Promote beach resorts, but not tax haven
I refer to the report (“Tax haven picks HK for drive into Asia”, May 16).
I find it ironic that InvestHK, a government agency, is providing assistance to the British Virgin Islands to open an office in our city.
InvestHK trumpets Hong Kong as the best place in Asia to do business because of the low and simple tax regime, and the transparency and level playing field of our free-market policies, the rule of law and free flow of information. But, in effect, this government agency is helping the avoidance of our tax systems by Hong Kong firms which will be encouraged to establish opaque financial and legal entities in this Caribbean tax haven.
As a Hong Kong citizen and taxpayer, I welcome the establishment of the BVI representative office to promote its idyllic holiday resorts, but I strongly object to its local promotion and facilitation of its tax haven.
As a fundamental principle, if a company makes business by selling to Hong Kong people in Hong Kong, then it must pay its full Hong Kong dues on that income.
The days when an advantaged elite (which, in Hong Kong, means the property tycoons) can evade the taxes and duties borne by the middle classes should be over.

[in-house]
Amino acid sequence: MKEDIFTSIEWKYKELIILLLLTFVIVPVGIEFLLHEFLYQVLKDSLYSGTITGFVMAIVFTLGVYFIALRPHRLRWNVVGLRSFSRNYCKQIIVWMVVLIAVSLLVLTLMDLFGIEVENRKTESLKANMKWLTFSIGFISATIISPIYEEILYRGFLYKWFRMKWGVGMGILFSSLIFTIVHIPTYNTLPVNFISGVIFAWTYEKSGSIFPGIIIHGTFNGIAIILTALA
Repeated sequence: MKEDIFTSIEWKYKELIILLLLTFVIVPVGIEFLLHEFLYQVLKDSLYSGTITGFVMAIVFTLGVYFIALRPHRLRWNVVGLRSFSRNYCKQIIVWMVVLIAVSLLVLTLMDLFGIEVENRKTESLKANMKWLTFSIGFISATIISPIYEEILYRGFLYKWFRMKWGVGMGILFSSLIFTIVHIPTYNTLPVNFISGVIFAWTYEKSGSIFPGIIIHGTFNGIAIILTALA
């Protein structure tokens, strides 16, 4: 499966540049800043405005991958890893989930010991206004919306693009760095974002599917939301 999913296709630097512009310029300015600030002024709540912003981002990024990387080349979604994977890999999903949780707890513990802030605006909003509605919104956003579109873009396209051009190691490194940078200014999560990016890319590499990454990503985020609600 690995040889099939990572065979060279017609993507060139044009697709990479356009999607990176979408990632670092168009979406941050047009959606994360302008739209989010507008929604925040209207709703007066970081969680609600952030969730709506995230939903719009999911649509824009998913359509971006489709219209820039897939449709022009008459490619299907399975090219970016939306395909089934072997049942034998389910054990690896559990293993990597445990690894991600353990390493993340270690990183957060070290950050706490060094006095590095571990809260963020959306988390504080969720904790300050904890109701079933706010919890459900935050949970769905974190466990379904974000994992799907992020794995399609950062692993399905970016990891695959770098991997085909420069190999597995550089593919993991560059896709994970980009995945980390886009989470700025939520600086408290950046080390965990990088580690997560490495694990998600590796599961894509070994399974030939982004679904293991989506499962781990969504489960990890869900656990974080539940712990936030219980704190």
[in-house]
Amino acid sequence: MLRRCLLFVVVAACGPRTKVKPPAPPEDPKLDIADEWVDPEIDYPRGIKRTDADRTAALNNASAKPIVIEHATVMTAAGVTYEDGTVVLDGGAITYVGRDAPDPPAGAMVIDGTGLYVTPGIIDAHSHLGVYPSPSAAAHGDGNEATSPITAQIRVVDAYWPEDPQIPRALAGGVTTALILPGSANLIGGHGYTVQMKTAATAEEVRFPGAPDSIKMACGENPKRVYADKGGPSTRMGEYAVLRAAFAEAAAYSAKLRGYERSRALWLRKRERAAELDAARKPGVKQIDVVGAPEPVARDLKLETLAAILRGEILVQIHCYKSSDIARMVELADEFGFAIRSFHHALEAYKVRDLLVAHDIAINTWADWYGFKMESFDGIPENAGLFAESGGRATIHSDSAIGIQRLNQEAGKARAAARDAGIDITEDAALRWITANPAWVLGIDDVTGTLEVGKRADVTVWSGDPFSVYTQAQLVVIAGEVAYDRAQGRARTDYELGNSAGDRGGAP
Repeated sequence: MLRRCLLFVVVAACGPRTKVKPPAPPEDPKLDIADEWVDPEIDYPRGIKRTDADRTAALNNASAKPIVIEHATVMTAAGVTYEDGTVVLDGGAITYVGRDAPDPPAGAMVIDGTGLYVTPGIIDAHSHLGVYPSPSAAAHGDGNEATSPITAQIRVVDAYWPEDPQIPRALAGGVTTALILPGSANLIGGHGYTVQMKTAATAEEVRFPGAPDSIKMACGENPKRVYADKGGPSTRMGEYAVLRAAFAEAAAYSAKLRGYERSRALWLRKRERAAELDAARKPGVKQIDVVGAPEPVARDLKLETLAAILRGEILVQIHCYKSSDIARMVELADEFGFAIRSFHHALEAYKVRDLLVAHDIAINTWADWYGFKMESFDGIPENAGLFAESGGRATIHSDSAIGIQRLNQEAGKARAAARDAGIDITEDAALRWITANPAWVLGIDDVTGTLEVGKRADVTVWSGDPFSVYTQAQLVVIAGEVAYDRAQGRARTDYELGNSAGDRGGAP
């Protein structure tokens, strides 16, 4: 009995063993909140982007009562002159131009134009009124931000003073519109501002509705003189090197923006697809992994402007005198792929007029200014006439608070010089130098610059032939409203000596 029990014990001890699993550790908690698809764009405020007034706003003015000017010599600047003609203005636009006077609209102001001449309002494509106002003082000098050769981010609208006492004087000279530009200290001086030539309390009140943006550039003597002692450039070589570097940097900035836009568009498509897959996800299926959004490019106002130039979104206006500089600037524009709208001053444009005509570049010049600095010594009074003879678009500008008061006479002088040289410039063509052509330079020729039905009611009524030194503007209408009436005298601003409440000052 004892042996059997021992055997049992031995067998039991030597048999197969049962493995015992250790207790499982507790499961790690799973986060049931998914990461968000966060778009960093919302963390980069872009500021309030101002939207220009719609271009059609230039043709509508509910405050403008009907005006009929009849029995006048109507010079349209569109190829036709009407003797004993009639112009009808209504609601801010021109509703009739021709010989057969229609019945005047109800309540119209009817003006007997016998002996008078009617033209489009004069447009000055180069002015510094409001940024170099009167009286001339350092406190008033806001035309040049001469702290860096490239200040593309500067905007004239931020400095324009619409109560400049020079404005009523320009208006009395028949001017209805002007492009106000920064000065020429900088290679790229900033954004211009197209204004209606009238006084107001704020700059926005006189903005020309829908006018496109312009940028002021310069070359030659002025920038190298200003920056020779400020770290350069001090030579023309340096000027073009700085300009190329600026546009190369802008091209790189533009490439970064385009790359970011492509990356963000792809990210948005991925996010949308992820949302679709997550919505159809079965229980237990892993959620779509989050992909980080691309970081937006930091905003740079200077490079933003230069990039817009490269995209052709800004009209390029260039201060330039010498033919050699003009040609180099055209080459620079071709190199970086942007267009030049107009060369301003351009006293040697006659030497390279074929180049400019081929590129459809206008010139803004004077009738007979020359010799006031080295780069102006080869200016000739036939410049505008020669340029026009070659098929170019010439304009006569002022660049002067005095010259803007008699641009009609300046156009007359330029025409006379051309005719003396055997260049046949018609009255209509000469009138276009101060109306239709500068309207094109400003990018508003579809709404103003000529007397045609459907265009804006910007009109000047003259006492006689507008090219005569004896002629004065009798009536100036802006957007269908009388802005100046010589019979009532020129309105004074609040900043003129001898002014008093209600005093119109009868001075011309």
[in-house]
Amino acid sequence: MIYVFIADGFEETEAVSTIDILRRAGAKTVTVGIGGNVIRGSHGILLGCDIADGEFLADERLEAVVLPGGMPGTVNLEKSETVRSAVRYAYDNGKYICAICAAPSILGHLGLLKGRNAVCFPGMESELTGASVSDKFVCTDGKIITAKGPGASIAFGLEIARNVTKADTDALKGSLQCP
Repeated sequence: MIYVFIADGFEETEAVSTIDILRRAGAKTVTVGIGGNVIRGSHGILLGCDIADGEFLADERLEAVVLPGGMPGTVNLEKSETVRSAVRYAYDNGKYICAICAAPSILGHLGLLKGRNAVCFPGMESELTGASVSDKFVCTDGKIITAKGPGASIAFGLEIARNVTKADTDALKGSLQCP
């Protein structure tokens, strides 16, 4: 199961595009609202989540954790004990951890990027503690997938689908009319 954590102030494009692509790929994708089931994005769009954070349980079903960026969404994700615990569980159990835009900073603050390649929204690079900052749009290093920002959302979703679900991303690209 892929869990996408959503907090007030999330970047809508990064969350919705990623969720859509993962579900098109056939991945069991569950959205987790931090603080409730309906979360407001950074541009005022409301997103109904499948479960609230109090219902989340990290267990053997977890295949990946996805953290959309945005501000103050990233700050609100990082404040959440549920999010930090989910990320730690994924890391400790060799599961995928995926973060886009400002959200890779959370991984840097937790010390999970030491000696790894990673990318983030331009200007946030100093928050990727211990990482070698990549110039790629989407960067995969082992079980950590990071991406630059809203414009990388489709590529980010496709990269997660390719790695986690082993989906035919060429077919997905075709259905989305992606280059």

Overseas tax havens should have been assigned to the dustbin of history long ago.
I would like Financial Secretary John Tsang Chun-wah, through these columns, to tell readers of his stance and progress in closing such archaic financial and legal loopholes.
Of course the “elephant in the room” is that Hong Kong is also considered an overseas tax haven, and our financial secretary appears to be behind the curve in dealing with this situation.
Charlie Chan, Mid-Levels
No intention to put blame on rape victims
I refer to your editorial (“Think before you speak, sir”, May 21).
I would like to point out that the remark was made by Secretary for Security Lai Tung-kwok in response to a media question on the rise of rape cases in the first quarter of 2013.
The sole purpose was to highlight the modus operandi of these cases, in which the culprits took advantage of victims whose ability to protect themselves was reduced after drinking too much.
He has no intention, whatsoever, to put the blame on the victims of crime. Rape is a serious crime.
The police will treat every reported case seriously and will spare no efforts to bring the culprits to justice.
Peggy Chau, press secretary to secretary for security
HKU needs a well-equipped library
I refer to the report (“Petition to save renowned HKU library”, May 8).
I think that the library deserves more funding if the University of Hong Kong wants to maintain its status as a leading university in the city.
It is a very popular library for self-study and research.
When I did my final year project for my bachelor degree and my dissertation for my master’s, I was able to get all the books and other related material I needed at the HKU library.